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Experts say air strikes can't solve issues in Red Sea


U.S. forces conducted a strike against a Houthi radar site in Yemen at 3:45 a.m. local time on Saturday, the United States Central Command said in a statement, a day after a U.S.-led coalition launched a wave of attacks in Yemen to degrade the Houthis' ability to attack Red Sea shipping.

Analysts have warned the coalition's strikes might lead to further escalation of the current tensions in the Red Sea, as well as the Middle East.

Senior fellow at the Washington-based Middle East Institute Bilal Saab said the recent strikes could be first of many. "This is a process. This is not going to be a one-off strike…," he said during an interview with NBC News.


Einar Tangen, a senior fellow at Beijing-based think tank the Taihe Institute, said only a resolution in Gaza would create a pause for all parties to go back to the negotiation table.

The pressure created by the daily death toll in Gaza is forcing action by some groups, he suggested. As the Gaza conflict goes on, it's impossible to see that these types of attack by the Houthis, or other groups, will stop, he told CGTN.

The strikes, the first by the U.S. on Yemeni territory since 2016, marked a substantial escalation of the crisis in the Red Sea, said Niu Xinchun, a professor at Ningxia University's China-Arab Research Institute.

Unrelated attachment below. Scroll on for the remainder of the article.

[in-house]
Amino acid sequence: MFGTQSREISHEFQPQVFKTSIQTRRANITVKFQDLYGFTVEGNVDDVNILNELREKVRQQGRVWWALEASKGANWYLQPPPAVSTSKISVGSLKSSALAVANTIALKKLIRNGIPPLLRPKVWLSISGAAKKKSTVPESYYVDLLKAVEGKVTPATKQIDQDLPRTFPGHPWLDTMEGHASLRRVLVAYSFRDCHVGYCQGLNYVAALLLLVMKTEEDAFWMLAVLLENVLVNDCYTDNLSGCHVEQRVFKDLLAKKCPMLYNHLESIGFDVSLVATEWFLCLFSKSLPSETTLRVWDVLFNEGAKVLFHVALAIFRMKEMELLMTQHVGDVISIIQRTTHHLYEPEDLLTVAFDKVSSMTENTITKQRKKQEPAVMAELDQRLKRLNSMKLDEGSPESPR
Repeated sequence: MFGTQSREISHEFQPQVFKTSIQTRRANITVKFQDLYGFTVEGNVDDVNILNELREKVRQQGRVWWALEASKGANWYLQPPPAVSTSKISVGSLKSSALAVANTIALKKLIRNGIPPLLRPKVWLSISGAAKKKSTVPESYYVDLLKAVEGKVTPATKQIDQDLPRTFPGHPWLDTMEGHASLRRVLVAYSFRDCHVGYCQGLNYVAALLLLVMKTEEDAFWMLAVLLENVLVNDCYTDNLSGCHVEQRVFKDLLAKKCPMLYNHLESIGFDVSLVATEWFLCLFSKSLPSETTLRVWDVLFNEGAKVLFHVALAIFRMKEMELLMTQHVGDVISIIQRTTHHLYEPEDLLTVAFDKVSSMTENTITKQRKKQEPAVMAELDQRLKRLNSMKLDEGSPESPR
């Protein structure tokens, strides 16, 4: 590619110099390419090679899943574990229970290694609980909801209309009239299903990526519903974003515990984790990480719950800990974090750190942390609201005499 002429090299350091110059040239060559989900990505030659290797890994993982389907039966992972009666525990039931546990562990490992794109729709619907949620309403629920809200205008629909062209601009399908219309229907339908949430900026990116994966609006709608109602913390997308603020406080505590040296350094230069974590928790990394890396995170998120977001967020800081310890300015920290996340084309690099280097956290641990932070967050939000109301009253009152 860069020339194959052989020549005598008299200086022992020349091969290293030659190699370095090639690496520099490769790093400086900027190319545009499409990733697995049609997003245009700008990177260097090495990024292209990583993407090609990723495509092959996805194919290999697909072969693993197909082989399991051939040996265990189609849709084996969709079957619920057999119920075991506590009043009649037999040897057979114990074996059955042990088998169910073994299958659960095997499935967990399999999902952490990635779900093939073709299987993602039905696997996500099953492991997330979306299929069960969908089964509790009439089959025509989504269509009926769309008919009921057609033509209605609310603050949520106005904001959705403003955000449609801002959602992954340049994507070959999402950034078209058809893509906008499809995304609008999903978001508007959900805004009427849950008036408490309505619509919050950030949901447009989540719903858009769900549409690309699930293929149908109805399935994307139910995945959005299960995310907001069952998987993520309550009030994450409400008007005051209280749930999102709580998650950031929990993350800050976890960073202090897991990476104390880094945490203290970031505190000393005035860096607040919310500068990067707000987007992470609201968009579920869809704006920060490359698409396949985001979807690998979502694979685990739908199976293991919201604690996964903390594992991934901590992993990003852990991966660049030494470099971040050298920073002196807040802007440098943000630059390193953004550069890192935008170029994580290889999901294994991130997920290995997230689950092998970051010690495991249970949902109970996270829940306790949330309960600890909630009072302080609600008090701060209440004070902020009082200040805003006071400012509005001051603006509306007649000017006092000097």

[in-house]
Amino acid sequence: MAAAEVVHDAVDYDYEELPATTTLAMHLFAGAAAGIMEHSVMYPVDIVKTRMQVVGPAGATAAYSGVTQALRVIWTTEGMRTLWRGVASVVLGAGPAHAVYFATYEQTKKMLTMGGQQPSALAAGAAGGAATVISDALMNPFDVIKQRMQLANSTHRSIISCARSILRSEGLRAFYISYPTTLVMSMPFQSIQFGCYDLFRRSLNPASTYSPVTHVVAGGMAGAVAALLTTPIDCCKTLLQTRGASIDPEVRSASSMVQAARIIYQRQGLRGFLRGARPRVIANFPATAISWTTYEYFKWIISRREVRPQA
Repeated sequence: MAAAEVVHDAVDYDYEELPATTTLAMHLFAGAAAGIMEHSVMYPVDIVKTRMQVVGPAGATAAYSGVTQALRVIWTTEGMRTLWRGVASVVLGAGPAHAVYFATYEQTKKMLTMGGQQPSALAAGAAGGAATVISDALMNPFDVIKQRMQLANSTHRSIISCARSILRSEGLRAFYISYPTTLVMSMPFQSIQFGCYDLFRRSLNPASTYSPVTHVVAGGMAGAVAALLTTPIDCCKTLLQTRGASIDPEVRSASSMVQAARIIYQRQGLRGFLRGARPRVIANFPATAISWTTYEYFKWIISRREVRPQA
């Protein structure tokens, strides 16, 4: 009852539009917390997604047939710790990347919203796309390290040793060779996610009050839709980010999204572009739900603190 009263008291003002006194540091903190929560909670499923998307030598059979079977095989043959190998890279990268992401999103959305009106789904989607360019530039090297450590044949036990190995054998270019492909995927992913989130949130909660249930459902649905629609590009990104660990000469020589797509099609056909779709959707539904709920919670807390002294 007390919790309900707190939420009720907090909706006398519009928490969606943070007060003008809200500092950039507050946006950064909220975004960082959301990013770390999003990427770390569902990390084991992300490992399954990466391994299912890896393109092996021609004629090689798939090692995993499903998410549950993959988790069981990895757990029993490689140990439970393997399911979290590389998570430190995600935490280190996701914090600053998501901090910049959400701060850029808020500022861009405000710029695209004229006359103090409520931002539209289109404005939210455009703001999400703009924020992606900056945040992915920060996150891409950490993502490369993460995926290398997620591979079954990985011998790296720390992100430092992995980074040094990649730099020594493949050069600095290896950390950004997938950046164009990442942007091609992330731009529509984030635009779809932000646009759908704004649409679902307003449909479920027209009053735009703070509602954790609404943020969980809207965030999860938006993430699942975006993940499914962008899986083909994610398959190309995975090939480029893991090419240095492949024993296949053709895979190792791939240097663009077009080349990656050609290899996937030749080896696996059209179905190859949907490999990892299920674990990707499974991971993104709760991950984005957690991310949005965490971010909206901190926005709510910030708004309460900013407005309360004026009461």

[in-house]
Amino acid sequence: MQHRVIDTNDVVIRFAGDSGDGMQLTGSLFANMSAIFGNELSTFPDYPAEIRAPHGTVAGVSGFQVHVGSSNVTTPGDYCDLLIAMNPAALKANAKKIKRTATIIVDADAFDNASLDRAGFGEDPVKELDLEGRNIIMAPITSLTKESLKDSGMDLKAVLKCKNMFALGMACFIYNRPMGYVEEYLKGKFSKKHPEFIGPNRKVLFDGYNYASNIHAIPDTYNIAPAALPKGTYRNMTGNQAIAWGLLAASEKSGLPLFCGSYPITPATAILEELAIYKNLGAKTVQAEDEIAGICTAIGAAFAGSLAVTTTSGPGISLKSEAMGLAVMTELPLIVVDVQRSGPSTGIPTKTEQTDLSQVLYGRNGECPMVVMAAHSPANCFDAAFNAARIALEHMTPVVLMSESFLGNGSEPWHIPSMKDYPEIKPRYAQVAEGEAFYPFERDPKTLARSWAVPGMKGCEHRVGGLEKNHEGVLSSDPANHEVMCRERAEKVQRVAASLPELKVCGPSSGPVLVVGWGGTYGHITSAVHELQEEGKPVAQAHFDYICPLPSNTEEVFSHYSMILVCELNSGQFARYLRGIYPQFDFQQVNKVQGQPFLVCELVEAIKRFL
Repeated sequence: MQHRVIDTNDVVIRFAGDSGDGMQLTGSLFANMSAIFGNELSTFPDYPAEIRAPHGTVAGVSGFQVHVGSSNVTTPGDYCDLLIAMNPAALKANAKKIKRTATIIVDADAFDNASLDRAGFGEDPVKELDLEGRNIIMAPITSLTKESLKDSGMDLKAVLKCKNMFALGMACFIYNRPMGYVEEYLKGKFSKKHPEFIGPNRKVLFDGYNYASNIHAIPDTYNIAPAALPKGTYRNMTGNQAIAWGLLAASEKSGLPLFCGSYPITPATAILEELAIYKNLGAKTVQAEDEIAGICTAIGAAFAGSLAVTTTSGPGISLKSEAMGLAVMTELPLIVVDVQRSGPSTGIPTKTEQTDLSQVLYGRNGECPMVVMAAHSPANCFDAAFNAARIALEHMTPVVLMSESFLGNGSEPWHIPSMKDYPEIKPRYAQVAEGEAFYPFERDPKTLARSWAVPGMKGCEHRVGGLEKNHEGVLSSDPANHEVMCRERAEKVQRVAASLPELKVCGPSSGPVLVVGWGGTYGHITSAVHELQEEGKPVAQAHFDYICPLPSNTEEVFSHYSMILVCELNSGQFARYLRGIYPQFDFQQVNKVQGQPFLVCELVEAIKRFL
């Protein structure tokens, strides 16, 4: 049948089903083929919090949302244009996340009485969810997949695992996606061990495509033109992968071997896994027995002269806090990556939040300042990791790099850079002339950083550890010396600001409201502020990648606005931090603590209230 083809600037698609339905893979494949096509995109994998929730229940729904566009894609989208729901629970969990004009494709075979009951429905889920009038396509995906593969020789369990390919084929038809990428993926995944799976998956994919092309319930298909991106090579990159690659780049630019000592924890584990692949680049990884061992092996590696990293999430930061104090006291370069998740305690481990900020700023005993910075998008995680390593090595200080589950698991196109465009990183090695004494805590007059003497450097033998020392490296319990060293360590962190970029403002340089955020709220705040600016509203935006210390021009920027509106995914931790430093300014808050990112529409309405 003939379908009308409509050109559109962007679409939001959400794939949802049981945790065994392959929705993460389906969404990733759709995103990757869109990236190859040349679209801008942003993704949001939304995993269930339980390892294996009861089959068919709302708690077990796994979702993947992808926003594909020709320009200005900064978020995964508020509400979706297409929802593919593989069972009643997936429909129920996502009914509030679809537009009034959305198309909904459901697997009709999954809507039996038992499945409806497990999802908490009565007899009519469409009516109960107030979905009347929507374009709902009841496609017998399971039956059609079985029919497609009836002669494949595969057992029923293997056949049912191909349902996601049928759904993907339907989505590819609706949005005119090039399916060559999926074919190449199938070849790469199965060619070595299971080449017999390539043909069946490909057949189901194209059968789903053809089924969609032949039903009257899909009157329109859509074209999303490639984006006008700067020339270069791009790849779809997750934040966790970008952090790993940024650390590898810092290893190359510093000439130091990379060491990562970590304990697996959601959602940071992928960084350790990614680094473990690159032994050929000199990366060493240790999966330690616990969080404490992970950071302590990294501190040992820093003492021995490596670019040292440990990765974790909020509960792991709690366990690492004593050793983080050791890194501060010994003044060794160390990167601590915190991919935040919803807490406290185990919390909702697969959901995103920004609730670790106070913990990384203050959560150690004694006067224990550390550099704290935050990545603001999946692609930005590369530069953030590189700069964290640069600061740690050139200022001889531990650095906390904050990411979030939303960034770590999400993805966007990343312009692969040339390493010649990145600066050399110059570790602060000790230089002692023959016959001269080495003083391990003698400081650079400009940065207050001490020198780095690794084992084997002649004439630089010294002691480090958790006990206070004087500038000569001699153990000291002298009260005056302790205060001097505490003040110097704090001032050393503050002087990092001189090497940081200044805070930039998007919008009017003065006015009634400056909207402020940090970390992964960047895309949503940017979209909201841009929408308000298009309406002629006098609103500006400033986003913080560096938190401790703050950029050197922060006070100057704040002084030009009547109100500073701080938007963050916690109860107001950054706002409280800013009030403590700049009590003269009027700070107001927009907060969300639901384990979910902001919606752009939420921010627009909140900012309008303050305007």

Air strikes can't solve issues in Yemen, Niu told China Media Group, noting that strikes launched by Saudi Arabia and United Arab Emirates had not deterred the Houthis in the past.

Niu added that the U.S.-led strikes won't solve the problems in the Red Sea, and the Houthis are likely to intensify their attacks on U.S. and UK warships, though the threat is limited.

China said on Friday that it is seriously concerned about a rise in tensions in Yemen and called for all parties to exercise restraint to prevent further escalation. Zhang Jun, China's permanent representative to the United Nations, made the appeal at a United Nations Security Council meeting.

"We call on all parties, especially influential powers, to stick to the right direction of dialogue and consultation and make concrete efforts to maintain peace and stability in the Red Sea and the Middle East," he said.

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